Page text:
Gamasutra is part of the Informa Tech Division of Informa PLC

This site is operated by a business or businesses owned by Informa PLC and all copyright resides with them. Informa PLC's registered office is 5 Howick Place, London SW1P 1WG. Registered in England and Wales. Number 8860726.

Gamasutra: The Art & Business of Making Gamesspacer
The Silent Revolution Of Playtests, Part 1
View All     RSS
October 26, 2020
arrowPress Releases
October 26, 2020
Games Press
View All     RSS

If you enjoy reading this site, you might also want to check out these UBM Tech sites:


The Silent Revolution Of Playtests, Part 1

March 17, 2009 Article Start Previous Page 3 of 3

The Selection of Playtesters

Just as a peasant needs fertile ground in order to ultimately obtain the best yields, good playtests require a group of carefully-selected playtesters. I could never insist hard enough on the importance of the recruitment and evaluation of the playtest candidates.

What are the recruiting criteria? This depends, of course, on what kind of playtests we are planning. We may need hardened gamers, beginners, console-only gamers, multiplayer fans, and so on.

The candidate's gaming proficiency and overall game culture represent the first criteria. The second is the candidate's ability for analyzing and drawing conclusions from their gaming experience.

Note, however, that it is not mandatory that a playtester should possess a high level of competence on both criteria. Again, the type of playtests will determine the requirements.

I have the utmost respect for the playtesters I have worked with. Their good will and enthusiasm are boundless. Many came to Annecy from distant cities like Lyon, Grenoble, or Belfort simply for an unpaid half-day session!

This generosity and enthusiasm are characteristics of our industry; let us nurture these characteristics by treating playtesters with the gratitude and respect that they deserve.

The Use of Ad-hoc Protocols

The protocol is the unifying thread of the playtest session, defining the objectives, allocation of resources, and especially the methods of collecting and parsing information for a given playtest. The playtest protocol needs to adapt to the specifics of the challenge at hand (game system tuning, navigation, map concept, etc.).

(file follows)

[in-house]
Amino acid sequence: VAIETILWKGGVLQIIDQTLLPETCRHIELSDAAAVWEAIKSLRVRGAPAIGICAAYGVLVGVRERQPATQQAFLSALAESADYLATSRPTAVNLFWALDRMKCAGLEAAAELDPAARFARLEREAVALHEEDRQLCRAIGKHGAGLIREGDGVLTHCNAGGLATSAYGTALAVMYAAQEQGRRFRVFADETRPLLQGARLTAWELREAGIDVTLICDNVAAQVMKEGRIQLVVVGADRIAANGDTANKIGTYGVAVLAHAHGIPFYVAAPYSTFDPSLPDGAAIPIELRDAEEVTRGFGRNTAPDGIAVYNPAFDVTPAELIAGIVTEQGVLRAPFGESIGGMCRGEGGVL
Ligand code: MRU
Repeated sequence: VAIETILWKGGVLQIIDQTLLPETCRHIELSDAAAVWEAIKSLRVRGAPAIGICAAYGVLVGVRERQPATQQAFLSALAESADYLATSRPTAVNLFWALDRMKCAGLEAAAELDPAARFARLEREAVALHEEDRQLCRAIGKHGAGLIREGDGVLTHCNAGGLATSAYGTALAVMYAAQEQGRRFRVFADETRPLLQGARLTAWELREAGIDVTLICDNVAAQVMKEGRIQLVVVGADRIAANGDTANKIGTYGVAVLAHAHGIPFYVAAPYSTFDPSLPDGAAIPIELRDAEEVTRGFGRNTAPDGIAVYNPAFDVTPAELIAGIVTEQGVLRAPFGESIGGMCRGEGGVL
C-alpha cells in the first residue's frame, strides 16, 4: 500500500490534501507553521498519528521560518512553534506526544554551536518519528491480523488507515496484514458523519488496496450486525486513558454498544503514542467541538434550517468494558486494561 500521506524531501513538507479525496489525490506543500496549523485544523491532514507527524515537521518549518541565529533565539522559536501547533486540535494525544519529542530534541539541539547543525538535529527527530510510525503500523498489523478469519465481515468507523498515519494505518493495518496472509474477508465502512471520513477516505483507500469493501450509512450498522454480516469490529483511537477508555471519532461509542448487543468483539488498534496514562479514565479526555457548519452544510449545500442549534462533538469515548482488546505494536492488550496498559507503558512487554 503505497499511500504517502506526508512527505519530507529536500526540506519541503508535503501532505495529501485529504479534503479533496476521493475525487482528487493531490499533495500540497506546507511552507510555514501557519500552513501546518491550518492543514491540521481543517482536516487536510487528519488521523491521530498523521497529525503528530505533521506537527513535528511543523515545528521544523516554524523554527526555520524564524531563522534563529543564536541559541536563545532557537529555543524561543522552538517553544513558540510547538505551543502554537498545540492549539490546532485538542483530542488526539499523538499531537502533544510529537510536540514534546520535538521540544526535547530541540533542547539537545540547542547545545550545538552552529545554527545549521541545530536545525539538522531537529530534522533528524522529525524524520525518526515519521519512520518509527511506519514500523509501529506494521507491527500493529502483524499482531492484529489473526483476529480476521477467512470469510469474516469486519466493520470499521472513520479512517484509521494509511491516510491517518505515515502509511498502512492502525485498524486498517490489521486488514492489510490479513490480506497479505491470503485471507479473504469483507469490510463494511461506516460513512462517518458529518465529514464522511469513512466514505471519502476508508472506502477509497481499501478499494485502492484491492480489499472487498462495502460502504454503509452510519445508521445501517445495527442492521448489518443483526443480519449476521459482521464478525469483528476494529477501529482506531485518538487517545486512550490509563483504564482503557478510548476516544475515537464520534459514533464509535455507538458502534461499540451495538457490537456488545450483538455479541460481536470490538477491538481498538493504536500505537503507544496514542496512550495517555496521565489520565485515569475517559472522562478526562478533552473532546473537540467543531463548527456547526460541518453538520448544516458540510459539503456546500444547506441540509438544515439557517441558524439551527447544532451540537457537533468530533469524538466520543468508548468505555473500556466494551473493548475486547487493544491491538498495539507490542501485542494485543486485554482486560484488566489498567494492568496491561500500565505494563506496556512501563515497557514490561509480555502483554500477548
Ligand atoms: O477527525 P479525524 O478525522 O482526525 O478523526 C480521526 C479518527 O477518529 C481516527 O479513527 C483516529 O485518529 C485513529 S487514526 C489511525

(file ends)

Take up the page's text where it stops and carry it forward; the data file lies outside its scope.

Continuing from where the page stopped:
During the playtest campaigns that I led, I would prepare a different protocol for each session. Indeed, an important part of those playtests involved multiplayer maps under construction or game system tuning. Each session revealed specific problems to be analyzed in the subsequent session.

I shall conclude this first part by repeating that a playtest campaign must be directed with a true scientific rigor if it is to be of any use; one does not conduct playtests simply by bringing over one's buddies for a few hours of fun followed by a session of easygoing Q&As.

Each aspect of the session must be carefully tailored in order to best realize the objectives at hand.

Managing the session itself requires constant attention, not only because one can learn much by watching the playtesters in action, but also because things do not always go as planned!

I shall address concrete aspects of playtests in the second part of this article.

Previous Articles

The Megatrends of Game Design, part 1

The Megatrends of Game Design, part 2

The Megatrends of Game Design, part 3

The Megatrends of Game Design, part 4

Physics in Games: A New Frontier

Multiplayer level design, part 1

Multiplayer level design, part 2

Multiplayer level design, part 3

Article Start Previous Page 3 of 3

Related Jobs

Johnson County Community College
Johnson County Community College — Overland Park, Kansas, United States

Assistant Professor, Game Development
CVEDIA — London, England, United Kingdom

Senior Unity Engineer - Remote - EU Time Zone
Insomniac Games
Insomniac Games — Burbank, California, United States

Lead Gameplay Programmer
Insomniac Games
Insomniac Games — Burbank, California, United States

Lead Engine Programmer

Loading Comments

loader image